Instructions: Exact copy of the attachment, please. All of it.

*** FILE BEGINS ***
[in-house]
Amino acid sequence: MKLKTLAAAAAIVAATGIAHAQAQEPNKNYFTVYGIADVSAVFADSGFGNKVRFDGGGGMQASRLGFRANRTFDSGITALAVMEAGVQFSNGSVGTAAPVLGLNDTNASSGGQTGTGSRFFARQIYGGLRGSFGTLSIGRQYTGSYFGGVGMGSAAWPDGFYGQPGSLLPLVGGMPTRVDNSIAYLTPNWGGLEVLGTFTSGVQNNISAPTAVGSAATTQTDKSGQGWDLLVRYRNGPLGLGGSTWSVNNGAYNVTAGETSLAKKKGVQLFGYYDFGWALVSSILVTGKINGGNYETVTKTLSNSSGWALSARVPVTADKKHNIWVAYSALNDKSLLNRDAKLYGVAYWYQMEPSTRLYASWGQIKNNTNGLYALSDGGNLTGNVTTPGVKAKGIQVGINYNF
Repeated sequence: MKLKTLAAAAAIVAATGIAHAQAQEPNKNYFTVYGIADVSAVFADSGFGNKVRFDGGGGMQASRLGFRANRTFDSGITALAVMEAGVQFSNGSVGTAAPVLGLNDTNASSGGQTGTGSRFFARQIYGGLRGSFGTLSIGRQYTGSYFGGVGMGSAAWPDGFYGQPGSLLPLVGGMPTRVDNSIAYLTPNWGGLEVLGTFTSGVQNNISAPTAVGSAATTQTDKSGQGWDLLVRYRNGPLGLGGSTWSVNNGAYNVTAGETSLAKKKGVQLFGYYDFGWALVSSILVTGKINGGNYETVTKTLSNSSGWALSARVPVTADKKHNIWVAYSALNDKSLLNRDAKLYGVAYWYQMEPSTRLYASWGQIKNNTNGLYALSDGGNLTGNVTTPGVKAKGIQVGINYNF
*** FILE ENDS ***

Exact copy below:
[in-house]
Amino acid sequence: MKLKTLAAAAAIVAATGIAHAQAQEPNKNYFTVYGIADVSAVFADSGFGNKVRFDGGGGMQASRLGFRANRTFDSGITALAVMEAGVQFSNGSVGTAAPVLGLNDTNASSGGQTGTGSRFFARQIYGGLRGSFGTLSIGRQYTGSYFGGVGMGSAAWPDGFYGQPGSLLPLVGGMPTRVDNSIAYLTPNWGGLEVLGTFTSGVQNNISAPTAVGSAATTQTDKSGQGWDLLVRYRNGPLGLGGSTWSVNNGAYNVTAGETSLAKKKGVQLFGYYDFGWALVSSILVTGKINGGNYETVTKTLSNSSGWALSARVPVTADKKHNIWVAYSALNDKSLLNRDAKLYGVAYWYQMEPSTRLYASWGQIKNNTNGLYALSDGGNLTGNVTTPGVKAKGIQVGINYNF
Repeated sequence: MKLKTLAAAAAIVAATGIAHAQAQEPNKNYFTVYGIADVSAVFADSGFGNKVRFDGGGGMQASRLGFRANRTFDSGITALAVMEAGVQFSNGSVGTAAPVLGLNDTNASSGGQTGTGSRFFARQIYGGLRGSFGTLSIGRQYTGSYFGGVGMGSAAWPDGFYGQPGSLLPLVGGMPTRVDNSIAYLTPNWGGLEVLGTFTSGVQNNISAPTAVGSAATTQTDKSGQGWDLLVRYRNGPLGLGGSTWSVNNGAYNVTAGETSLAKKKGVQLFGYYDFGWALVSSILVTGKINGGNYETVTKTLSNSSGWALSARVPVTADKKHNIWVAYSALNDKSLLNRDAKLYGVAYWYQMEPSTRLYASWGQIKNNTNGLYALSDGGNLTGNVTTPGVKAKGIQVGINYNF